183:          0          0          0          0  chv-gpio   18  ELAN0000:00
                230:          0          0          0          0  chv-gpio   15  ACPI:Event
                310:          0          0          0          0   PCI-MSI 458752-edge      PCIe PME, pciehp
                311:          0          0          0          0   PCI-MSI 462848-edge      PCIe PME
                312:          0        520          0          0   PCI-MSI 327680-edge      xhci_hcd
                313:        940          0          0          0   PCI-MSI 32768-edge      i915
                314:          0        137          0          0   PCI-MSI 1048576-edge      iwlwifi
                315:          0          0          0         70   PCI-MSI 442368-edge      snd_hda_intel:card0
                NMI:          0          0          0          0   Non-maskable interrupts
                LOC:       4419       4014       4590       4564   Local timer interrupts
                SPU:          0          0          0          0   Spurious interrupts
                PMI:          0          0          0          0   Performance monitoring interrupts
                IWI:          1          0          0          0   IRQ work interrupts
                RTR:          0          0          0          0   APIC ICR read retries
                RES:       1562       1235       1647        796   Rescheduling interrupts
                CAL:       1220       1340       1466       1477   Function call interrupts
                TLB:         27         18         20         17   TLB shootdowns
                TRM:          0          0          0          0   Thermal event interrupts
                THR:          0          0          0          0   Threshold APIC interrupts
                MCE:          0          0          0          0   Machine check exceptions
                MCP:          1          1          1          1   Machine check polls
                ERR:          0
                MIS:          0
                PIN:          0          0          0          0   Posted-interrupt notification event
                NPI:          0          0          0          0   Nested posted-interrupt event
                PIW:          0          0          0          0   Posted-interrupt wakeup event
               |
[   81.698372] random: crng init done

Looks like there were 11,000 mmc interrupts 30 seconds into boot. When I measured 20,000, it was a few
minutes into boot, so that is why there is a disparity. Do also note that crng init completed 50 seconds
after the /proc/interrupts dump, so 11k+ interrupts clearly didn't do the trick. If you want, I can dump out
/proc/interrupts when the "random: crng init done" message is printed.

And here is the full dmesg: https://hastebin.com/isujicenev.vbs

Sultan

>From 79576697e3ca631c88ea784d837672ef34a24e42 Mon Sep 17 00:00:00 2001
From: Sultan Alsawaf <sultanxda@...il.com>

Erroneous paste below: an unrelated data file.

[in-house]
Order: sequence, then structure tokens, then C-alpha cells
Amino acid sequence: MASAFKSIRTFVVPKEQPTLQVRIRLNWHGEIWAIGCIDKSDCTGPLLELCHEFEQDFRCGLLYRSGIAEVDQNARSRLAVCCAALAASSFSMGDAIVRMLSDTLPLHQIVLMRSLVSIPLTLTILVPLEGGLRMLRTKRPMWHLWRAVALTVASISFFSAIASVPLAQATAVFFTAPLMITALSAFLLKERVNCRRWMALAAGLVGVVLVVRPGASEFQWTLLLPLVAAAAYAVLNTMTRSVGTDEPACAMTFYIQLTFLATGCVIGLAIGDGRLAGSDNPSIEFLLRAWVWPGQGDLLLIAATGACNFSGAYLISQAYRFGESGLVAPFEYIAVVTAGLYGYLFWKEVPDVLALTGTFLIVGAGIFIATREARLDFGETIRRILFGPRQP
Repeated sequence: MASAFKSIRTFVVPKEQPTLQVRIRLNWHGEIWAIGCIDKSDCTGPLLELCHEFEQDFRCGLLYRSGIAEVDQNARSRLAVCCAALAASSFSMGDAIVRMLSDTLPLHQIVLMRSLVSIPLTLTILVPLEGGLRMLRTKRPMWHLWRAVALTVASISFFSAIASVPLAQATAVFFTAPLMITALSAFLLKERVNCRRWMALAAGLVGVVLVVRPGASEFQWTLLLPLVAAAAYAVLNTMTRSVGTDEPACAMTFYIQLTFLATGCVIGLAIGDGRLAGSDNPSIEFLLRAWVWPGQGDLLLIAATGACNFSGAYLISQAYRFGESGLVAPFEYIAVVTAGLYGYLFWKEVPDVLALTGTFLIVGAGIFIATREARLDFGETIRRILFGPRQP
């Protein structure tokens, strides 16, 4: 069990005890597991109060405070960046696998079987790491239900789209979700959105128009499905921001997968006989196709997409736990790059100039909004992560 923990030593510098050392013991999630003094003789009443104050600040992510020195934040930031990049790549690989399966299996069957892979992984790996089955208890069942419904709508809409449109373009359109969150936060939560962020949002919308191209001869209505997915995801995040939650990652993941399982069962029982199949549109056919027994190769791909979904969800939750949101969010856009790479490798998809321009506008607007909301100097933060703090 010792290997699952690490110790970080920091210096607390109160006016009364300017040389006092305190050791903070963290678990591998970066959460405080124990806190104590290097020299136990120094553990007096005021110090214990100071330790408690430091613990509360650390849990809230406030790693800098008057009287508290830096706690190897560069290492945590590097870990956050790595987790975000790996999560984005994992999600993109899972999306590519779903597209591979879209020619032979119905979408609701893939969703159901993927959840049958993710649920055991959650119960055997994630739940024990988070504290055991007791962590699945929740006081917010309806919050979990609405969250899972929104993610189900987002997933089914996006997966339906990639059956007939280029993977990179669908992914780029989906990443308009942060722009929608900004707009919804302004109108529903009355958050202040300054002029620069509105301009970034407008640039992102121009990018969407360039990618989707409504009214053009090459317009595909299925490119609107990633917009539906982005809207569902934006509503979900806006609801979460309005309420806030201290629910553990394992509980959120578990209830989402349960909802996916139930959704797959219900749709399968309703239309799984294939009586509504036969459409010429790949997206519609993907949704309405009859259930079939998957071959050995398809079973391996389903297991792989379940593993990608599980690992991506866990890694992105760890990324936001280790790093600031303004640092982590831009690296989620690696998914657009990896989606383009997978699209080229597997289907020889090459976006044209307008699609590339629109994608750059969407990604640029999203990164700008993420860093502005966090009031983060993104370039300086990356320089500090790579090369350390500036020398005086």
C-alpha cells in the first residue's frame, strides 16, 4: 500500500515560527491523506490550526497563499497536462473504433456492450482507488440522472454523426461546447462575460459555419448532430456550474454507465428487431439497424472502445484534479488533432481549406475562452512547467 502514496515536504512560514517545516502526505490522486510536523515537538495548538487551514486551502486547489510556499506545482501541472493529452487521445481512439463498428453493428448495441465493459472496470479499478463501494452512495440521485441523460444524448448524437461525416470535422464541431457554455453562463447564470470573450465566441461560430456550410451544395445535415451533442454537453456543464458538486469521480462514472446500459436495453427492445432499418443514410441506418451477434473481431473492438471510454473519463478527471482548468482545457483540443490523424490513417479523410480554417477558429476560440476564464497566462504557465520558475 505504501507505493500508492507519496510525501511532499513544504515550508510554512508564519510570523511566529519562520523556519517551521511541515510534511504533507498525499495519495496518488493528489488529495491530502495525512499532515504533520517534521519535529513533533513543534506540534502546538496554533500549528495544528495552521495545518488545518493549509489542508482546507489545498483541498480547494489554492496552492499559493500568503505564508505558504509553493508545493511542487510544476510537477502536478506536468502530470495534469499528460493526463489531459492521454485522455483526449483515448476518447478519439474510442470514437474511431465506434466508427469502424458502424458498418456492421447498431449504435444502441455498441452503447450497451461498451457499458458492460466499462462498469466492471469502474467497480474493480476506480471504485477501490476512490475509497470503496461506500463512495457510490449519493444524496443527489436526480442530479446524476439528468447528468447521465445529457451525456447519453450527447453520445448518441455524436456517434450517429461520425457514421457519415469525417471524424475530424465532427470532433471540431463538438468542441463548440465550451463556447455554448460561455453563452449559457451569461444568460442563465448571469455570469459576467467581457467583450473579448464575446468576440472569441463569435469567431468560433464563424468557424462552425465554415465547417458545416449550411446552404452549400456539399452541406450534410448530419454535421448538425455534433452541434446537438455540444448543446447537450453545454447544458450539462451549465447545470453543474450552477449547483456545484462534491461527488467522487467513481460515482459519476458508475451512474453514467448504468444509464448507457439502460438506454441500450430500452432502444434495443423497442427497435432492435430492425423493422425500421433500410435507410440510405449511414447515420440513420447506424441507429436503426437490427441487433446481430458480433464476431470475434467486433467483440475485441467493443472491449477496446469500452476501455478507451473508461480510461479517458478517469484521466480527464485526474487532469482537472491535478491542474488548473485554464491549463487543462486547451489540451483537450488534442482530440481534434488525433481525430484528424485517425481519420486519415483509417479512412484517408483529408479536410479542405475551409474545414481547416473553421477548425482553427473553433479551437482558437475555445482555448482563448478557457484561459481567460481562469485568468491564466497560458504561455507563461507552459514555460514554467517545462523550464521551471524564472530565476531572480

Date: Fri, 27 Apr 2018 15:46:18 -0700
Subject: [PATCH] Print out /proc/interrupts to kmsg ~30s after boot

---
 fs/proc/Makefile           |  1 +
 fs/proc/interrupts_print.c | 42 ++++++++++++++++++++++++++++++++++++++++++
 kernel/printk/printk.c     |  2 +-
 3 files changed, 44 insertions(+), 1 deletion(-)
 create mode 100644 fs/proc/interrupts_print.c

diff --git a/fs/proc/Makefile b/fs/proc/Makefile
index ead487e80510..9bd462cec4ec 100644
--- a/fs/proc/Makefile
+++ b/fs/proc/Makefile
@@ -33,3 +33,4 @@ proc-$(CONFIG_PROC_KCORE)	+= kcore.o
 proc-$(CONFIG_PROC_VMCORE)	+= vmcore.o
 proc-$(CONFIG_PRINTK)	+= kmsg.o
 proc-$(CONFIG_PROC_PAGE_MONITOR)	+= page.o
+obj-y += interrupts_print.o
diff --git a/fs/proc/interrupts_print.c b/fs/proc/interrupts_print.c
new file mode 100644
index 000000000000..4981dca3b828
--- /dev/null
+++ b/fs/proc/interrupts_print.c
@@ -0,0 +1,42 @@
+#include <linux/slab.h>
+#include <linux/syscalls.h>
+#include <linux/workqueue.h>
+
+#define BUF_MAX_LEN (10000)
+
+static struct delayed_work intr_print_dwork;
+
+static void print_out_interrupts(struct work_struct *work)
+{
+	char *buf;
+	int fd, i;
+
+	buf = kzalloc(BUF_MAX_LEN, GFP_KERNEL);
+	if (!buf)
+		return;
+
+	fd = sys_open("/proc/interrupts", O_RDONLY, 0444);
+	if (fd < 0)
+		goto free_buf;
+
+	for (i = 0; i < BUF_MAX_LEN - 1; i++) {
+		if (sys_read(fd, buf + i, 1) != 1)
+			break;
+	}
+	sys_close(fd);
+
+	printk("/proc/interrupts dump: \n|%s|\n", buf);
+
+free_buf:
+	kfree(buf);
+}
+
+static int __init intr_print_init(void)
+{
+	INIT_DELAYED_WORK(&intr_print_dwork, print_out_interrupts);
+	schedule_delayed_work(&intr_print_dwork,
+		msecs_to_jiffies(30 * MSEC_PER_SEC));
+
+	return 0;
+}
+device_initcall(intr_print_init);
diff --git a/kernel/printk/printk.c b/kernel/printk/printk.c
index f274fbef821d..2d3151ce5f24 100644
--- a/kernel/printk/printk.c
+++ b/kernel/printk/printk.c
@@ -428,7 +428,7 @@ static u64 clear_seq;
 static u32 clear_idx;
 
 #define PREFIX_MAX		32
-#define LOG_LINE_MAX		(1024 - PREFIX_MAX)
+#define LOG_LINE_MAX		(10000)
 
 #define LOG_LEVEL(v)		((v) & 0x07)
 #define LOG_FACILITY(v)		((v) >> 3 & 0xff)
-- 
2.14.1